At the same time, the murder also took place in an “unlikely” neighborhood, and perhaps he feared an unsolved murder not in the South End or Arbor/West Hill would be a signal to the public about the safety of Albany generally.


How will this affect the African-American community? Could they possibly retaliate in some way?

I wouldn’t speak for the black community, but I think Tuffey’s departure makes retaliation unlikely. I’d be curious, though, if it will affect the primary next Tuesday between Tuffey’s prime supporter and a black man; unless there are exit polls (exit polls in a city primary?), we won’t know if the Tuffey issue resonated with voters.

Do you think Tuffey’s recent retirement has anything to do with this?

Yes, and the clear support that the idea of getting rid of him seemed to have had within the police rank-and-file, not only over this incident but that embarrassing “can he carry a gun?” issue in the last year, seems to bear this out. This recent incident was the final straw, not the singular cause.

Nope, don’t remember

Wow. I now have blocked Tuffey, and the incident, from my mind, possibly because Albany has had three (?) police chiefs since then. BTW, Tuffey died in 2019.

This is fun. At this rate, I should have my email box totally clear by 2027.

Email and mail: drowning in it

fifty cents for nothing

email-1When I was employed, I always had a lot of email. Much of it was sought intentionally, from news entities, so that I could purloin stories for our work blog.

One of the things I learned by trial and error: if you nick from one source, it’s stealing. If you take from several sources, it’s “procuring.” And the entities I was purloining from never cared as long as I did three things: link to the original article, take no more than three paragraphs, and not give away the ANSWER in the quoted material.

This was a task I often gave to the interns because we were posting five days a week for a time before we cut back to thrice a week. The site’s all but defunct, but so it goes.

My personal email was totally out of control as well. Last year, I whittled it down from an absurd 10K or more to a still insane 4000. A lot of them are things I want to write about or read about. Maybe THIS year I’ll create that Wikipedia piece about my late friend Raoul Vezina. There are about 100 emails, with attachments, on that topic alone.

And still, it comes

But that’s not my real problem. It’s the damn influx of NEW email. During the 2020 campaign, I could be getting maybe 20 emails per HOUR, and I’d skim most of them. Mostly they were political in nature. I thought they’d end after the November 2020 election. Oh, but then there’d be a new wave about the special runoffs in Georgia on January 5. Now, are we done?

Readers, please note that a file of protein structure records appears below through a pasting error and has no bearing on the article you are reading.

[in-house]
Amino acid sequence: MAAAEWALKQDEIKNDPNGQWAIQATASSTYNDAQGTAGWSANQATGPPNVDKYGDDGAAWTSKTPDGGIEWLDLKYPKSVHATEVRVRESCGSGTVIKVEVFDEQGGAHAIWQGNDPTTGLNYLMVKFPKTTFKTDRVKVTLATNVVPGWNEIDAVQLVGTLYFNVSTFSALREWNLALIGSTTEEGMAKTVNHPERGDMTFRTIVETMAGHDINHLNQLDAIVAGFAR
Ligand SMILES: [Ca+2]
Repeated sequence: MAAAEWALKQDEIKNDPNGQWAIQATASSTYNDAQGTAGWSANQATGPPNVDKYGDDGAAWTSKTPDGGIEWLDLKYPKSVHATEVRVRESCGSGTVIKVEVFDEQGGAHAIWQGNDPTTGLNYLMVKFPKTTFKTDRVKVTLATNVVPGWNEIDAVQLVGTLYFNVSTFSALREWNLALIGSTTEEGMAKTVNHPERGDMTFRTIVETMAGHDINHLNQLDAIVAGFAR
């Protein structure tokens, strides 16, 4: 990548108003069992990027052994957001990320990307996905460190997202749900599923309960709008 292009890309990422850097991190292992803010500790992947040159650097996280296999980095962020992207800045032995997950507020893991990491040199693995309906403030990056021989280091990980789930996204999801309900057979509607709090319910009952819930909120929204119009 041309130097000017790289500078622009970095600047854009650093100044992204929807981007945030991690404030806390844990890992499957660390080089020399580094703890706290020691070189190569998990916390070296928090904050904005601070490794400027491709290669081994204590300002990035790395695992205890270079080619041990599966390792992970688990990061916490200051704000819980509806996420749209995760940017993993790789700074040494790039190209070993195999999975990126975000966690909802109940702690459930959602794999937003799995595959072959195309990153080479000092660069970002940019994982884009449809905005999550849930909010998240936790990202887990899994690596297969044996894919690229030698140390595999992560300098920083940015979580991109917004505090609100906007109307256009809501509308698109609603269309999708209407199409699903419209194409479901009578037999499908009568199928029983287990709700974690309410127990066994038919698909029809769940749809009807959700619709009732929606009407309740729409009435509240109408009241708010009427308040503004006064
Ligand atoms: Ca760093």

Nah, there is always another issue. And most of the sources I didn’t solicit but had gotten my info from someone else. So I’ve gotten vicious with the Unsubscribe button. Most of the entities write, “Please don’t go. Would you like fewer emails?” Too late, Jack.

And on the print side

Actually, my snail mail has declined over time. Much of that is a function of paying bills online. Still, I get a lot of solicitations from not-for-profits for money. And they include “incentives.” More than one has included mailing labels. You might be amazed how many packets of those I’ve shredded each year.

A few include these little notepads. We use them for shopping lists. But we still don’t send money. One even sent a Kennedy half dollar to show that their cause was in the spirit of the 35th President. Or something. I wasn’t guilted into giving them anything either.

Louie, Louie

Much of my email lately is about how truly terrible Louis DeJoy is. He’s the Postmaster-General whose “leadership” has delayed stimulus checks, lost vital medication, and, boldly, try to sabotage democracy.

At a hearing in mid-February, pretty much promised to make the service worse. His plan seems to be to get rid of priority mail, eliminate overtime for postal workers, and raise the price of stamps.

President Biden can’t fire him outright. But he can nominate people to the USPS Board of Governors who can oust him. And that would be a good thing. 

Sherwin-Williams emails

Viva retirement?!

sherwin-williams.explore colorTime to start answering Ask Roger Anything questions. Judy, who I’ve only known since 1977, asked:
Isn’t it great not having to adapt to a different work environment? Viva retirement!

Well, you’d think so. But what’s different is that my wife and my daughter are home. And they are actually working too. My wife’s a teacher. She had to go into work on Monday and Tuesday last week, which I thought was crazy. Subsequently she’s been checking email, responding to requests. My daughter still has homework, which was due Monday, Wednesday and Friday last week.